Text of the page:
(Adds Karadzic comments)
By Alexandra Hudson and Reed Stevenson
THE HAGUE, July 31 (Reuters) - Former Bosnian Serb leader Radovan Karadzic appeared before a U.N. war crimes judge for the first time on Thursday to answer genocide charges and asked for more time before entering his plea.
Karadzic, who was arrested last week after 11 years on the run, wore a dark suit and tie, and appeared gaunt as he sat alone, with a guard on either side of him. He occasionally wiped his brow and spoke in Serbian.
The leader of Bosnian Serbs during the 1992-95 Bosnia war is the most prominent Balkan war crimes suspect arrested since late Serbian President Slobodan Milosevic, who died in detention in 2006 before his trial ended.
"You are Radovan Karadzic, aren't you?" he was asked by Judge Alphons Orie. "Yes I am," he answered.
The Judge noted Karadzic was alone. Smiling, the suspect replied: "I have an invisible adviser but I have decided to represent myself."
Karadzic faces two charges of genocide over the 43-month siege of Sarajevo and the 1995 massacre of some 8,000 Muslims at Srebrenica, the worst atrocity in Europe since World War Two.
Offered a chance to have the indictment read to him, Karadzic said: "I am not interested in having someone else read me the indictment."
He said he wanted to see the new indictment prosecutors are preparing and asked to study it before entering a plea.
He appeared at the court after spending his first night in a cell at the U.N. war crimes tribunal detention centre in The Hague.
Since his arrest in Belgrade he has shorn the flowing beard and long hair that helped disguise him as an alternative healer in the years following the war. He was flown to the Netherlands on Wednesday morning.
The behaviour of Karadzic -- a flamboyant figure when Bosnian Serb leader -- will offer an indication as to how he will conduct himself during his eventual trial, and whether judges can expect a repeat of the forceful display by Milosevic in the same courtroom.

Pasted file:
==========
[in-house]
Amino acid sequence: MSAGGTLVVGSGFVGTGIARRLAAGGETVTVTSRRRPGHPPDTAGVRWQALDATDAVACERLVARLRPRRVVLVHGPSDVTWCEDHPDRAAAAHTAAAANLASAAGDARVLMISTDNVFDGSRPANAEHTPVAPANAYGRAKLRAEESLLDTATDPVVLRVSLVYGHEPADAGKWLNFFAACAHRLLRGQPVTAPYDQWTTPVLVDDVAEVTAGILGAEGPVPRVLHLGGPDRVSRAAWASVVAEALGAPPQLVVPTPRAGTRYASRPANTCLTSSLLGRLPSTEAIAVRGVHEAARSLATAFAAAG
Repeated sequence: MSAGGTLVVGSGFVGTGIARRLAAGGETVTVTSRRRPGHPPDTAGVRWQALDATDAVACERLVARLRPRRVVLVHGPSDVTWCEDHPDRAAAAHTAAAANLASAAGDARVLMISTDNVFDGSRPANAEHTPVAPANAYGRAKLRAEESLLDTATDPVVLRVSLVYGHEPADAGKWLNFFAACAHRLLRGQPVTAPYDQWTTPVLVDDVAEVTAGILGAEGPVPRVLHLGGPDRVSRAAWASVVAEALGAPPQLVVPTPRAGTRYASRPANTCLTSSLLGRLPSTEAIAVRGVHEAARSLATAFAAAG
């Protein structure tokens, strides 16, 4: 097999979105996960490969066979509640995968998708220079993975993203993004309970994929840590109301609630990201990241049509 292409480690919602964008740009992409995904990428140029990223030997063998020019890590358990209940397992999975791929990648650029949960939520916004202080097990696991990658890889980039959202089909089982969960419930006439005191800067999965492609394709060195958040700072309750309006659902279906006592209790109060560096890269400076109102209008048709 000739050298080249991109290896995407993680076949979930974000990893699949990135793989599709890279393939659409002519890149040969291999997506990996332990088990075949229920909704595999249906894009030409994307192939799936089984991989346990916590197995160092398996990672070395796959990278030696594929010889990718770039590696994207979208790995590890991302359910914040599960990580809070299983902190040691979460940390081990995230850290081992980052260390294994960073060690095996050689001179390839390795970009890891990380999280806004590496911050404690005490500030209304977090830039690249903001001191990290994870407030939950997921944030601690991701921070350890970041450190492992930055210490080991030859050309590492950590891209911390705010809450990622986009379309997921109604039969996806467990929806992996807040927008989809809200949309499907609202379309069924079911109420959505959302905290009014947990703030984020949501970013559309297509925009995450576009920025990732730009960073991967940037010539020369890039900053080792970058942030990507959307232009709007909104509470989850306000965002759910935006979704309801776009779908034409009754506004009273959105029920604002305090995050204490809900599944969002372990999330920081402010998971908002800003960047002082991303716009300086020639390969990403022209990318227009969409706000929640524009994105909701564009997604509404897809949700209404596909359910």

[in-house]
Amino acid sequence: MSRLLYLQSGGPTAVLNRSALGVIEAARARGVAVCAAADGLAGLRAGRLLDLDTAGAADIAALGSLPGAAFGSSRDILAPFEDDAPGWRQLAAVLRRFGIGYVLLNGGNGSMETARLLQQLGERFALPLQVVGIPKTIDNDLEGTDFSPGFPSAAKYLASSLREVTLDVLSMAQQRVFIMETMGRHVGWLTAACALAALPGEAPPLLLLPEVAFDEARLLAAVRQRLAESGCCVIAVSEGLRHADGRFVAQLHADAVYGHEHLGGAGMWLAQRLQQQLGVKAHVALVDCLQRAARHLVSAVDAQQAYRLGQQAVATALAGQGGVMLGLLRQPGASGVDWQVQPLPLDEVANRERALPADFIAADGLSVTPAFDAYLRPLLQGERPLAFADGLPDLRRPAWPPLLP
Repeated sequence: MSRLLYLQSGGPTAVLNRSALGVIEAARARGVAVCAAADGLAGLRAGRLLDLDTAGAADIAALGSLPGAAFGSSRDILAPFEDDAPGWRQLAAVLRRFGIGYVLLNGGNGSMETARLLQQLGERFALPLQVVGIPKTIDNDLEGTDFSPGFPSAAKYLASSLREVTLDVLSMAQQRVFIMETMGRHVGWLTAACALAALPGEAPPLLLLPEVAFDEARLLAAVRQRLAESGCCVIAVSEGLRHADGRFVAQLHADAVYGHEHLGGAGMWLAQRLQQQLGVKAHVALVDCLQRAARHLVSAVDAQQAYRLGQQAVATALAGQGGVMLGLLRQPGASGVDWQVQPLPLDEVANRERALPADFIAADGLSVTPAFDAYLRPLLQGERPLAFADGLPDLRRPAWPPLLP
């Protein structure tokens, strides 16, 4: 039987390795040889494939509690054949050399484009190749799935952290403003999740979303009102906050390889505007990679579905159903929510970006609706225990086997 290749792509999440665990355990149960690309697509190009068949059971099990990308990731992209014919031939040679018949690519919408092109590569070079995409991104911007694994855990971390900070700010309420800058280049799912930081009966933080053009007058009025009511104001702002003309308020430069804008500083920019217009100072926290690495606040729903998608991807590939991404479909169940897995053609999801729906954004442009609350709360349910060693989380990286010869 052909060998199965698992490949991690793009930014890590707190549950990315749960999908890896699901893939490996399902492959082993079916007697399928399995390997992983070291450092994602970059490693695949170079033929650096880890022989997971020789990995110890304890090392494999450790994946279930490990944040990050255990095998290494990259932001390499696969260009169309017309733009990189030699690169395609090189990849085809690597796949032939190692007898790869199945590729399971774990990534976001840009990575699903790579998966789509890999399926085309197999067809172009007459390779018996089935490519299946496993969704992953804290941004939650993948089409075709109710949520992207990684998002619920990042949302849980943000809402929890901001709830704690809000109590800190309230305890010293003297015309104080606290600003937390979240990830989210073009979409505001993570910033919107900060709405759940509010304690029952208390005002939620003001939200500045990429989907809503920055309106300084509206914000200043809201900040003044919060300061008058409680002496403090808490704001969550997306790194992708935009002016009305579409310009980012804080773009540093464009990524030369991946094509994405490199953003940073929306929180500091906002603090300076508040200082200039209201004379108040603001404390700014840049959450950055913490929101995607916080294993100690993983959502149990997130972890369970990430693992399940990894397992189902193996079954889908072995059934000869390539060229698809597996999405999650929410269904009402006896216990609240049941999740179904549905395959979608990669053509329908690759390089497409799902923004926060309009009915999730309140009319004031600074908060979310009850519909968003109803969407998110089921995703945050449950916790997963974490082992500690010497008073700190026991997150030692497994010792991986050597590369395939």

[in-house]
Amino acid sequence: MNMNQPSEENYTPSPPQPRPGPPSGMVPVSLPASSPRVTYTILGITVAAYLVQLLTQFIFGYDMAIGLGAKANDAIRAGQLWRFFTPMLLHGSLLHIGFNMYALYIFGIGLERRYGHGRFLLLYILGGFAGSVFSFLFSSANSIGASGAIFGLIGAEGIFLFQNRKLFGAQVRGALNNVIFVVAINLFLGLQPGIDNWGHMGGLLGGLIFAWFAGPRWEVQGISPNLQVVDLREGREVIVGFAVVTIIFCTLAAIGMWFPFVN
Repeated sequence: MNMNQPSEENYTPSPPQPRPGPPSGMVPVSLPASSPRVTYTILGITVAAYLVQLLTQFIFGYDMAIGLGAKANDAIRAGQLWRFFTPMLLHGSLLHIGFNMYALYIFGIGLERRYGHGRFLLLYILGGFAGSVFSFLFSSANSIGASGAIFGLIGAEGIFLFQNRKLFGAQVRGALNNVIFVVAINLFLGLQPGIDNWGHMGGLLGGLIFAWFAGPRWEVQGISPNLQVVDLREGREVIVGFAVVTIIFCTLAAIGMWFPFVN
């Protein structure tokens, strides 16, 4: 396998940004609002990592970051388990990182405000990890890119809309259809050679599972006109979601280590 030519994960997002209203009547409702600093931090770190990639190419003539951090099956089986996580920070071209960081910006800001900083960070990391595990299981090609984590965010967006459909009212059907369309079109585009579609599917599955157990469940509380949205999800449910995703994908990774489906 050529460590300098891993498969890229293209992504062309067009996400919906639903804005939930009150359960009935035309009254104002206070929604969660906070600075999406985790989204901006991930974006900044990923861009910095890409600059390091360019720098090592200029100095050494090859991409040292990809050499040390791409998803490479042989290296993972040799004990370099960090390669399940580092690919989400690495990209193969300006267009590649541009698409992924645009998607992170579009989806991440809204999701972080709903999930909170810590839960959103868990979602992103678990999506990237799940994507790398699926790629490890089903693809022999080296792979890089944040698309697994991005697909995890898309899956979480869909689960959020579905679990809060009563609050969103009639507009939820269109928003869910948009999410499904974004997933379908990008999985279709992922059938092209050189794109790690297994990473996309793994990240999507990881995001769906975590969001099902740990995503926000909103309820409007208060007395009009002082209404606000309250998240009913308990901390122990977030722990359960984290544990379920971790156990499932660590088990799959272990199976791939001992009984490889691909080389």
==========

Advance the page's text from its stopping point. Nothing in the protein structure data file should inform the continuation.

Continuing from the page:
Just like Milosevic, Karadzic has suggested he wishes to defend himself, a move which could protract the proceedings. Chief Prosecutor Serge Brammertz said he would conduct the trial efficiently, learning from the Milosevic case.
"Of course it will take some months before the prosecution and defence will be ready to start. It will be a complex trial but we are fully aware of the importance of being efficient," he told reporters.
Karadzic's lawyer in Serbia had said his client would make use of the 30-day-period he is allocated to make a plea. Under court rules if he refuses to enter a plea, then a plea of 'not guilty' is entered for him.
Karadzic's delivery to The Hague was key to Serbia securing closer ties with the European Union and his arrest was seen as a pro-Western signal by the new government sworn in this month.
France, the current EU president, said in a statement that Karadzic's arrest and transfer "mark an important step in the process of reconciliation in the western Balkans and in the rapprochement between Serbia and Europe."
For more on Karadzic's extradition, users of 3000 Xtra can click on [ID:nL21245023]
For a blog on Karadzic and other war crimes suspects, go to here
For an Interactive Timeline on Karadzic please click here (Editing by Timothy Heritage)